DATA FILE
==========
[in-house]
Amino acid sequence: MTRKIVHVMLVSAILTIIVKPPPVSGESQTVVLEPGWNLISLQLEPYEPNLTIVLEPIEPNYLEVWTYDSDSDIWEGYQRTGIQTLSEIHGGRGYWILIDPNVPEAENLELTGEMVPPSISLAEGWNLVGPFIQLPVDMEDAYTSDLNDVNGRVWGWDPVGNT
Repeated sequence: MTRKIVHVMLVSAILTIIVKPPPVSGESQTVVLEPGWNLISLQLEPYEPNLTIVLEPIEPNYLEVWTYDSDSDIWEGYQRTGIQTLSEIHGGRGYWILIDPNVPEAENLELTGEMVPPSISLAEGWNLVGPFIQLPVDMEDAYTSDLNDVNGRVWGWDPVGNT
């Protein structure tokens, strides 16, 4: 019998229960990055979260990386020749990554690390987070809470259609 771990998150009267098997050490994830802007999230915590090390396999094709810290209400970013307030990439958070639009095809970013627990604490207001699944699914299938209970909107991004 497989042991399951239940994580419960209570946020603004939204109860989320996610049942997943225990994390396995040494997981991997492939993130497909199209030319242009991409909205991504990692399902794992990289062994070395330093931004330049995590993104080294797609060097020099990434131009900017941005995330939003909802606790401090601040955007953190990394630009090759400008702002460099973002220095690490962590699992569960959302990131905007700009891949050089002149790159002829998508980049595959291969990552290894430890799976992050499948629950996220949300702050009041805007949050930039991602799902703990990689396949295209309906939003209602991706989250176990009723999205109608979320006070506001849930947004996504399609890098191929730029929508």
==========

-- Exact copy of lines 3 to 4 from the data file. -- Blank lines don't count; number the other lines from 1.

Repeated sequence: MTRKIVHVMLVSAILTIIVKPPPVSGESQTVVLEPGWNLISLQLEPYEPNLTIVLEPIEPNYLEVWTYDSDSDIWEGYQRTGIQTLSEIHGGRGYWILIDPNVPEAENLELTGEMVPPSISLAEGWNLVGPFIQLPVDMEDAYTSDLNDVNGRVWGWDPVGNT
């Protein structure tokens, strides 16, 4: 019998229960990055979260990386020749990554690390987070809470259609 771990998150009267098997050490994830802007999230915590090390396999094709810290209400970013307030990439958070639009095809970013627990604490207001699944699914299938209970909107991004 497989042991399951239940994580419960209570946020603004939204109860989320996610049942997943225990994390396995040494997981991997492939993130497909199209030319242009991409909205991504990692399902794992990289062994070395330093931004330049995590993104080294797609060097020099990434131009900017941005995330939003909802606790401090601040955007953190990394630009090759400008702002460099973002220095690490962590699992569960959302990131905007700009891949050089002149790159002829998508980049595959291969990552290894430890799976992050499948629950996220949300702050009041805007949050930039991602799902703990990689396949295209309906939003209602991706989250176990009723999205109608979320006070506001849930947004996504399609890098191929730029929508």